Priests Campaign to Win Back Flock
Paulists Aim for Alienated Catholics
By Michael Levenson
Boston Globe [Massachusetts]
December 23, 2006
Sensing a wave of disaffection among Roman Catholics in Greater Boston, a tiny community of priests on Beacon Hill is waging an all-out campaign to win them back.
This week, the Paulist Center launched a three-year, $800,000 advertising and outreach campaign to attract Catholics who feel disenchanted with church teachings on gay marriage and other social issues, stressing that "everyone is truly welcome" at the center and that "questioning is encouraged."
The center's priests say the pain of the clergy sexual abuse crisis and the closing of parishes in the region has also alienated many Catholics, and they say they want to seize on Christmastime as a moment to bring them back.
The priests have urged their 1,500 members to invite friends, relatives, and co-workers to join them at Mass this week. The center has printed glossy cards with the slogan, "You'll feel right at home."
The campaign represents a bold effort by the center to raise its profile in the region. Founded 61 years ago as an unassuming outpost for downtown office workers to attend Mass, the center has evolved into one of the church's most liberal worship places. In addition to running a food pantry, weekly sit-down supper for the homeless, and religious education classes for children, the center runs special ministries for gays and lesbians and for divorced and separated Catholics.
In crafting the message for their campaign, which began Sunday, the Paulists relied on market research techniques more commonly associated with a political campaign or a retail outlet. This summer, the director of the center, the Rev. John B. Ardis, hired a veteran political strategist, Douglas J. Hattaway, to figure out why members like the center and how to market it to a wider audience.
Over the past several months, Hattaway convened focus groups of new members, longtime members, and staff, asking them what made the center appealing. He surveyed 700 members, asking them to rate on a scale of 1 to 7 how willing they would be to reach out to new members. He hired a theologian, Alex Hivoltze-Jimenez, to conduct one-on-one interviews to probe members' church attendance and to learn what qualities drew them to the center.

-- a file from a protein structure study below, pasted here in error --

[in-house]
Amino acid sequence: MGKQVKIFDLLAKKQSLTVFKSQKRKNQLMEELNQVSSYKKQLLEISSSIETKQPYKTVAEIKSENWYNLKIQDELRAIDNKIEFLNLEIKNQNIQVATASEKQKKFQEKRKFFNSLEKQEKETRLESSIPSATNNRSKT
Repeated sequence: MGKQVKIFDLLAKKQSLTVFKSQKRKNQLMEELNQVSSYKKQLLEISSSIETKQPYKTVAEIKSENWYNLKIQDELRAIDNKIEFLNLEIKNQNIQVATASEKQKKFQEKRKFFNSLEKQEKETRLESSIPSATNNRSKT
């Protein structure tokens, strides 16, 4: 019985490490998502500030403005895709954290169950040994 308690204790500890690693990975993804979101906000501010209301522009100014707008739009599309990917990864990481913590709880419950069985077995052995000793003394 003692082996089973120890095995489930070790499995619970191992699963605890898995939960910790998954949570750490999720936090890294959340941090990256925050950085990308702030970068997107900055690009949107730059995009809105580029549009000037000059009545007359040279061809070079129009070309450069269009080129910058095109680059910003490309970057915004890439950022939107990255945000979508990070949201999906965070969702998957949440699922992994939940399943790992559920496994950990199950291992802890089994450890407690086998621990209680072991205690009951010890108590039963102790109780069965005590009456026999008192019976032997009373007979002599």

Hattaway, who was Al Gore's spokesman in 2000 and an adviser to Governor-elect Deval Patrick this year, compiled the results into PowerPoint slides with bullet points.
The key findings show that members like the center because they see it as a home that "offers acceptance, answers questions, feeds, nurtures, and unites an otherwise scattered family."
Members like singing hymns at the center, where lyrics are projected onto a wall behind the altar. And they like the focus on helping the poor.
About a month ago, Hattaway presented the findings to Ardis and Robert J. Bowers, a priest on leave whom the center hired in February to oversee the campaign.
After batting around ideas, they launched the first ads for the center this week, on public radio, online, and in newspapers, including the Globe, the Boston Metro, and Bay Windows, a gay and lesbian newspaper.
They also produced a 16-minute promotional DVD and 1,000 cards, similar to the ones distributed at political rallies, for members to hand to co-workers and friends. The cards feature a soft-focus image of flickering candles, a schedule for weekend Masses, and an invitation that reads, "Dear Progressive Catholic: Come Home for Christmas!" "We decided we could no longer hide a good thing," Ardis said. "Fewer and fewer Catholics are connecting with the church. They're not necessarily finding another home, and they've, in a sense, somewhat given up. . . . This was the time to really let people know this is a place that welcomes all."
The center has also enlisted one of its members, Robert C. Bordone, a mediator at Harvard Law School, who hopes to set up forums for disaffected and active Catholics to discuss their faith.
Ardis said the $800,000 price tag for the campaign represents a significant investment for the center. The Paulists are financially independent of the Boston Archdiocese, and its the center's members, who fund its annual operating budget of $600,000, will pay for the marketing effort.
Critics of this kind of outreach suggest that the Paulists are sending the wrong message. Gays who enter the church have to act in accordance with Catholic teachings, said C.J. Doyle, executive director of the Catholic Action League of Massachusetts.
"It's important to bring people into the church, but to simply conform to the culture or surrender to the prevailing fashion is doing nothing to save these people's souls," Doyle said.
Ardis said that by targeting gays, the center wants to send a message "that the church is not denying them or sending them away."
About 10 to 15 percent of the worshippers who attend the center are gay, he said.
Despite its modern look, the campaign reflects a tradition of evangelism by the Paulists. Founded in 1858 by a New Yorker named Isaac Hecker, the order of priests was motivated by a belief that faith and contemporary culture could coexist in harmony. Using the public lecture circuit and the printing press, the Paulists set about trying to convert Americans to Catholicism.
These days, the Paulists number about 150 priests nationwide, including the five who live at the center on Park Street, in the shadow of the State House.
They are hopeful but still uncertain about results of the campaign. "This marketing campaign is a bit of a test," Hattaway said. "We'll see whether the pews are filled."
Michael Levenson can be reached at email@example.com.
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